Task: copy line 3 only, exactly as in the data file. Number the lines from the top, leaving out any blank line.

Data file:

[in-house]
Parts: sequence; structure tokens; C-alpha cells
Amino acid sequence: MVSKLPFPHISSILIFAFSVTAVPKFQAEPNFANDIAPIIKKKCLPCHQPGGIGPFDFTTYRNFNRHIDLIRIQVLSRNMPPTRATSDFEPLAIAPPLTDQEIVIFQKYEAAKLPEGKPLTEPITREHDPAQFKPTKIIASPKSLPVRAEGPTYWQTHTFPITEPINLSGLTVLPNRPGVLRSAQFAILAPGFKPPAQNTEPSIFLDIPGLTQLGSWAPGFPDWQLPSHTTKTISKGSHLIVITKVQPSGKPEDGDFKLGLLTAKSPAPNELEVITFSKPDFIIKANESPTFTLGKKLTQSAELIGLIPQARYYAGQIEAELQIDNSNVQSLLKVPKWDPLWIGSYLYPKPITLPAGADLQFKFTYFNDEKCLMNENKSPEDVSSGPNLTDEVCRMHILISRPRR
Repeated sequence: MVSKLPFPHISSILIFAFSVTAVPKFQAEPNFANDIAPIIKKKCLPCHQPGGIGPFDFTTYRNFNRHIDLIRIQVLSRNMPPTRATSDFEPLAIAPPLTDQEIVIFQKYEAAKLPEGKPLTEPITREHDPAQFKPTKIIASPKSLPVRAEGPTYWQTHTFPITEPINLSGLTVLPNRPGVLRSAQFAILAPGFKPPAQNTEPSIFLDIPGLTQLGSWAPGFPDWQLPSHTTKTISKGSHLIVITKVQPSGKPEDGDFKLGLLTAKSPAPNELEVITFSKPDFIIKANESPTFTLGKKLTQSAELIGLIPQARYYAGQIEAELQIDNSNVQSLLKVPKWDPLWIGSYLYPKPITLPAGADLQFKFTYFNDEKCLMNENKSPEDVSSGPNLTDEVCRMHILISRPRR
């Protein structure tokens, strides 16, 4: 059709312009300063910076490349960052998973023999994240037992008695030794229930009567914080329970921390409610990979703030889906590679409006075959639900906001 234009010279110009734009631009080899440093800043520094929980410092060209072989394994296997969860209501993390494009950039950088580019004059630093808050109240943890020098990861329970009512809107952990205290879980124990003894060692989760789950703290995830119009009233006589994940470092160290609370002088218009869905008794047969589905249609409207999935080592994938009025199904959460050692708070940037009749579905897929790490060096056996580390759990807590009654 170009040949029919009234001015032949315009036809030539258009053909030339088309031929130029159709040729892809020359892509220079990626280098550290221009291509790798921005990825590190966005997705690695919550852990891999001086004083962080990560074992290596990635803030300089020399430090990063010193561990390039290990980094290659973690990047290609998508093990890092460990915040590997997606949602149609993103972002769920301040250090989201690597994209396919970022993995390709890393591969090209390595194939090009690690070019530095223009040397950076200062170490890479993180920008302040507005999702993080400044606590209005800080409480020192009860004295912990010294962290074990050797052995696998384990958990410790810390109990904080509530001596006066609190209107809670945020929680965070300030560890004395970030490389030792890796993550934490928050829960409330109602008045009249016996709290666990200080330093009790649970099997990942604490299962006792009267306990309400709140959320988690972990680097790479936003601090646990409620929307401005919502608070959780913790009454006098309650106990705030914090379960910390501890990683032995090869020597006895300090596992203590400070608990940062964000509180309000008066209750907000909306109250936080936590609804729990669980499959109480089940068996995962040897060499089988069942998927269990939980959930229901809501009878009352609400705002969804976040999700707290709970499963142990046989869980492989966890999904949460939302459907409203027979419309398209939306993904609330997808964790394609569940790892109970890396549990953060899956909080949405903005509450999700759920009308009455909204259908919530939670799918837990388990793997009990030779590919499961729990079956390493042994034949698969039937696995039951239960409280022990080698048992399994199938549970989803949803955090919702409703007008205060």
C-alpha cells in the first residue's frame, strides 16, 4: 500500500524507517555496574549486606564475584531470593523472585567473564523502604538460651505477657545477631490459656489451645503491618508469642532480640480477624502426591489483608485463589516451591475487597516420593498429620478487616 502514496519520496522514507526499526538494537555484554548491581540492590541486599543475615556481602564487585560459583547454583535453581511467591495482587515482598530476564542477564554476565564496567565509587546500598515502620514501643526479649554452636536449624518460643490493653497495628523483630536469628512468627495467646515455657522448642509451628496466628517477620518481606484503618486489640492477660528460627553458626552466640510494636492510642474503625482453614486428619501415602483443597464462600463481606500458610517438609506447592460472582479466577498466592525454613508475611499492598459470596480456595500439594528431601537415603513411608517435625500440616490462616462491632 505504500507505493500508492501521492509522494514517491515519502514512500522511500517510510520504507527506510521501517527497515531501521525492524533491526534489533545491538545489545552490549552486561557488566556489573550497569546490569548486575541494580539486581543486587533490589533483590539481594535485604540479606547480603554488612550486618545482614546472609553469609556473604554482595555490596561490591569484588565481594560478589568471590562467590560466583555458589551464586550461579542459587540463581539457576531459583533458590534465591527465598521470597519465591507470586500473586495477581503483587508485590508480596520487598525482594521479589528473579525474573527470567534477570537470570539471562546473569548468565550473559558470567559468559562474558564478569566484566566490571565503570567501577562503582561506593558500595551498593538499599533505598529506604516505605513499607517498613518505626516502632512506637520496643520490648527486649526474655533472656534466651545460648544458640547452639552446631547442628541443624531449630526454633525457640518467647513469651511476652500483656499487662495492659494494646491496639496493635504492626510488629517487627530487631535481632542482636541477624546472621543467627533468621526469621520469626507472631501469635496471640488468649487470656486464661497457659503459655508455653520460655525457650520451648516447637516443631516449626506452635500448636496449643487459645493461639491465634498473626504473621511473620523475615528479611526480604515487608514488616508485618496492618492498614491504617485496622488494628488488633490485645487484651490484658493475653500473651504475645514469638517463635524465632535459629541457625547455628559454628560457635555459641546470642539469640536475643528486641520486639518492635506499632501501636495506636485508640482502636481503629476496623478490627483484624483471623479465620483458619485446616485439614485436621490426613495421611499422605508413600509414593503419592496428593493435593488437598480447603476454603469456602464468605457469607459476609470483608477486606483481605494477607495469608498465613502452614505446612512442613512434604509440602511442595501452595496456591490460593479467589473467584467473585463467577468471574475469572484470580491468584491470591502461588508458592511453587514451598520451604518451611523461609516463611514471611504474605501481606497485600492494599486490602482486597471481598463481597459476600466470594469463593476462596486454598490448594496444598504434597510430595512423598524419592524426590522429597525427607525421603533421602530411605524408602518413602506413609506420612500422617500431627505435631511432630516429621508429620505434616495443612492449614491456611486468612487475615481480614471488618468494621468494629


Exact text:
Amino acid sequence: MVSKLPFPHISSILIFAFSVTAVPKFQAEPNFANDIAPIIKKKCLPCHQPGGIGPFDFTTYRNFNRHIDLIRIQVLSRNMPPTRATSDFEPLAIAPPLTDQEIVIFQKYEAAKLPEGKPLTEPITREHDPAQFKPTKIIASPKSLPVRAEGPTYWQTHTFPITEPINLSGLTVLPNRPGVLRSAQFAILAPGFKPPAQNTEPSIFLDIPGLTQLGSWAPGFPDWQLPSHTTKTISKGSHLIVITKVQPSGKPEDGDFKLGLLTAKSPAPNELEVITFSKPDFIIKANESPTFTLGKKLTQSAELIGLIPQARYYAGQIEAELQIDNSNVQSLLKVPKWDPLWIGSYLYPKPITLPAGADLQFKFTYFNDEKCLMNENKSPEDVSSGPNLTDEVCRMHILISRPRR